When Theodore Roosevelt became president in 1901, his flamboyant daughter was transformed into "Princess Alice," arguably the century's first global celebrity. Thirty-two years later, her first cousin Eleanor moved into the White House as First Lady. Born eight months and twenty blocks apart from each other in New York City, Eleanor and Alice spent a large part of their childhoods together and were far more alike than most historians acknowledge. But their politics and temperaments couldn't have been more distinct. Do-gooder Eleanor was committed to social justice but hated the limelight; acid-tongued Alice, who became the wife of philandering Republican congressman Nicholas Longworth, was an opponent of big government who gained notoriety for her cutting remarks (she famously quipped that dour President Coolidge "looked like he was weaned on a pickle"). While Eleanor revolutionized the role of First Lady with her outspoken passion for human rights, Alice made the most of her insider connections to influence politics, including doing as much to defeat the League of Nations as anyone in elective office. The cousins themselves liked to play up their oil-and-water relationship. "When I think of Frank and Eleanor in the White House I could grind my teeth to powder and blow them out my nose," Alice once said. In the 1930s they even wrote opposing syndicated newspaper columns and embarked on competing nationwide speaking tours. Blood may be thicker than water, but when the family business is politics, winning trumps everything.
When her father, Theodore, was running for a third term with the Bull Moose party, she was quite okay with that but when her cousin, FDR did she compared him to Hitler, Mussolini, and King George. Alice with her selective memory and who only learned how much her father loved her mother at age 90, when she listened to Richard Nixon's resignation speech is fading away. On her death certificate for occupation is the word "gadfly". Ouch!
Eleanor Roosevelt spoke widely, while also appearing on radio and in her weekly news column. Her first press conference as First Lady gave primary access to women journalists. She went on to serve as part of the US delegation at the forming of the United Nations, the first Chair of the UN Commission on Human Rights, and the first Chair of the Presidential Commission on the Status of Women at President Kennedy's behest.
Alice Roosevelt Longworth inhabited the White House through her rebellious adolescence – TR famously stated "I can either run the country or I can control Alice. I cannot possibly do both." She went on to marry a Congressman and bear a Senator’s lovechild. Alice set herself up as the guardian of her father's legacy, aggressively attacking those she deemed a threat. The tension between the Oyster Bay and Hyde Park Roosevelts was often fraught with anxiety and animosity. Oyster Bay -- Alice chief among them - felt Teddy, Jr., the natural successor to the White House and resented Franklin's success. She was a raconteur with a wide circle of influential friends and acquaintances. Through her relationships with powerful politicians, as well as hosting select dinner parties, she sought back room influence over the politics of her day. Upon her death, her occupation was listed as "gadfly".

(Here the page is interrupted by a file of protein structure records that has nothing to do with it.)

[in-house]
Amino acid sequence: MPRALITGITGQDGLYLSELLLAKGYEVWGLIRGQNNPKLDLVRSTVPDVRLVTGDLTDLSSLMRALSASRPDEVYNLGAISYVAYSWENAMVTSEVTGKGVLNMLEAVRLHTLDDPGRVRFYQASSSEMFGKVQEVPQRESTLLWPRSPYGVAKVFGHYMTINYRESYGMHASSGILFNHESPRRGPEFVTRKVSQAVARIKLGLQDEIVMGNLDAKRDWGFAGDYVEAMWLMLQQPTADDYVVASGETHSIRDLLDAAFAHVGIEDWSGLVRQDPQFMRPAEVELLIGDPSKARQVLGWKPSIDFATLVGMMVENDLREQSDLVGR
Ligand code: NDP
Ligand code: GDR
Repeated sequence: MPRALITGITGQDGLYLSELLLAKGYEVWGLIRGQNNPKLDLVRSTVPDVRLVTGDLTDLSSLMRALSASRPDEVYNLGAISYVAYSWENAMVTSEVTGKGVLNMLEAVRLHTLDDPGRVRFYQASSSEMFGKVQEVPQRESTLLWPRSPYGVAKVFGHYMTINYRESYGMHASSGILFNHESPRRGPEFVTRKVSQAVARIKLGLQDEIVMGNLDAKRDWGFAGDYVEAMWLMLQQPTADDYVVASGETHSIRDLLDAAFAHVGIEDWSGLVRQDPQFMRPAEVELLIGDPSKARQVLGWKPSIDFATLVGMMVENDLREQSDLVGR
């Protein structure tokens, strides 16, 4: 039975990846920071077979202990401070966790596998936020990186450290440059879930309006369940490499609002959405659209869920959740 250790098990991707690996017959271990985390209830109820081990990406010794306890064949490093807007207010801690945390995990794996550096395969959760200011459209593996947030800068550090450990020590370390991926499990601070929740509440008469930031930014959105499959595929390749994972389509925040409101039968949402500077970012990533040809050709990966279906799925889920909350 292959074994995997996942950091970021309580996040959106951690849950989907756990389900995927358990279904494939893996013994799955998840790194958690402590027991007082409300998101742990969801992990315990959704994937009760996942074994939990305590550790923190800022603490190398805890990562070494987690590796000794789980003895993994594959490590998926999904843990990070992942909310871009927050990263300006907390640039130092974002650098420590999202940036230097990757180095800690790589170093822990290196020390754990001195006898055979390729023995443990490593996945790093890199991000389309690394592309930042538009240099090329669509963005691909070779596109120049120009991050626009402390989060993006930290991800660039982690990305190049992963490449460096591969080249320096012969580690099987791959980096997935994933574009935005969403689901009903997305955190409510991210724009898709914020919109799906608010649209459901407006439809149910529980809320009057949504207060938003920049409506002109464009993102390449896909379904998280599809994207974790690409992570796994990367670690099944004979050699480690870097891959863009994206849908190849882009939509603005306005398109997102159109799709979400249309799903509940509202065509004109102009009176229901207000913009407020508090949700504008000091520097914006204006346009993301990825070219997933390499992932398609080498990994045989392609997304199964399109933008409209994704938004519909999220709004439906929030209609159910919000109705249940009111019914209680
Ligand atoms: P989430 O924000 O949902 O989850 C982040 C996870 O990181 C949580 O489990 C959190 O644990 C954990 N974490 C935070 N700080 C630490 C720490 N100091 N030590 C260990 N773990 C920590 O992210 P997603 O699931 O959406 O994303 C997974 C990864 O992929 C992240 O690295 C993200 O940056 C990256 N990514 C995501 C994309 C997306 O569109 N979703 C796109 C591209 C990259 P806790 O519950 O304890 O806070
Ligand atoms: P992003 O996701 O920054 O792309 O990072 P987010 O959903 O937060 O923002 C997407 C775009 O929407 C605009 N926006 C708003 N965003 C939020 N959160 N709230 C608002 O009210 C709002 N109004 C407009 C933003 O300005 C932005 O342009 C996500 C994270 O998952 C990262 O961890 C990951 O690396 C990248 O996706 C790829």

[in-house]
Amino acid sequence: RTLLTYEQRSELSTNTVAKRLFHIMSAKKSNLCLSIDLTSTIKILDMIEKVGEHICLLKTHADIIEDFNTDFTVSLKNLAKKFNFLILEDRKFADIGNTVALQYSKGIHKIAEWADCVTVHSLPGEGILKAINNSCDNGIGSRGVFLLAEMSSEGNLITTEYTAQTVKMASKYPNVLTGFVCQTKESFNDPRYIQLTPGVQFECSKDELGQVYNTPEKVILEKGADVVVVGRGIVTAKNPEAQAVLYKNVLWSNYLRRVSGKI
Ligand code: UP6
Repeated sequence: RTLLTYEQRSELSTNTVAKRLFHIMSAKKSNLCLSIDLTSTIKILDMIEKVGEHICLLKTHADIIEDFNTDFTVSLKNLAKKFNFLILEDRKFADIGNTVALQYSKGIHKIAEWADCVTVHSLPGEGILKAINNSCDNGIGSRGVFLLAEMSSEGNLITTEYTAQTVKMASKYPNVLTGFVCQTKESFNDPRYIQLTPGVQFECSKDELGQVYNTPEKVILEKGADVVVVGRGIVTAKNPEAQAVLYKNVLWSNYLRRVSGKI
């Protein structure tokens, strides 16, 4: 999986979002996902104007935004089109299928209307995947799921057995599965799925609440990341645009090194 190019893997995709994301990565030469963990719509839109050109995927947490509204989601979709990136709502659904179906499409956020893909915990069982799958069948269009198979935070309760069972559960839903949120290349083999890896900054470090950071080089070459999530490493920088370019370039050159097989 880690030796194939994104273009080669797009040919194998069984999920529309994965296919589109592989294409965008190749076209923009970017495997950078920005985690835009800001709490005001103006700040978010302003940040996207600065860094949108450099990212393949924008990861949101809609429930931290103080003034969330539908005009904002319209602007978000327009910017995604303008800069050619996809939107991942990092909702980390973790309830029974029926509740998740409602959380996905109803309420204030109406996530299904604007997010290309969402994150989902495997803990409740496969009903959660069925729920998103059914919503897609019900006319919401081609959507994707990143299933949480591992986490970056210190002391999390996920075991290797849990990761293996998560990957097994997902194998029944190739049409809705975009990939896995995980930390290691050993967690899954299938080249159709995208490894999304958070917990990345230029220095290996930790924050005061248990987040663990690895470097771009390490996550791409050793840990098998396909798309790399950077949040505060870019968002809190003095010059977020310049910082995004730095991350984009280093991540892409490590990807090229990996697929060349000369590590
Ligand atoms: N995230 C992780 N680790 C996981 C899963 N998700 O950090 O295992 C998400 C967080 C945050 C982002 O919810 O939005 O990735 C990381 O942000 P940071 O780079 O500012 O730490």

Peyser's dual biography follows their sometimes combative and always delicate friendship throughout their lifetime. Alice was renowned for her caustic imitation of Eleanor, snide gossip against the Hyde Park President and his wife, and other efforts to undermine their position and prestige. All the while, Eleanor politely had Alice to White House dinners. Though long suffering, Eleanor was not without a jab or two of her own. In the early years, she assisted in a political stunt (involving a truck with a slogan emblazoned across its side) which contributed to TR Jr's failed bid for NY Governor. While tame by today's political standards, at the time it caused hard feelings between the two camps.
Of the two, history has treated Eleanor far more kindly. My sympathies fell more towards our First Lady. She seemed more consistent in her political ethos, and even went to battle with her own husband for what she felt was right. She sought political goals as a moral imperative, rather than seeking power for power's sake.
Peyser valiantly tries to make a case for Alice's influence. I would have loved to think she moved and shook Washington, but I don’t buy that wit and good press copy necessarily equates with true power. Ultimately, I found myself as repulsed as by modern era narcissistic celebrities. Egomaniacal to a fault, Alice Longworth wore her disdain and malevolence to others openly. Nevertheless, Alice was long a character on the national scene. Her interactions with her cousin make excellent reading. Political junkies will find plenty here, including gossip about a DC icon whose sofa’s embroidered pillow read: "If you don't have anything nice to say about anybody, come sit next to me."
It's also an interesting picture of how the two major parties changed over the years. Let's face it, with his anti-trust and pro-environment stance, Teddy would not be at home in the GOP of today.
The contrast of personalities and characters of these two women is fascinating. It's of interest to anyone who is interested in women in modern history and how politics has long had its dynasties.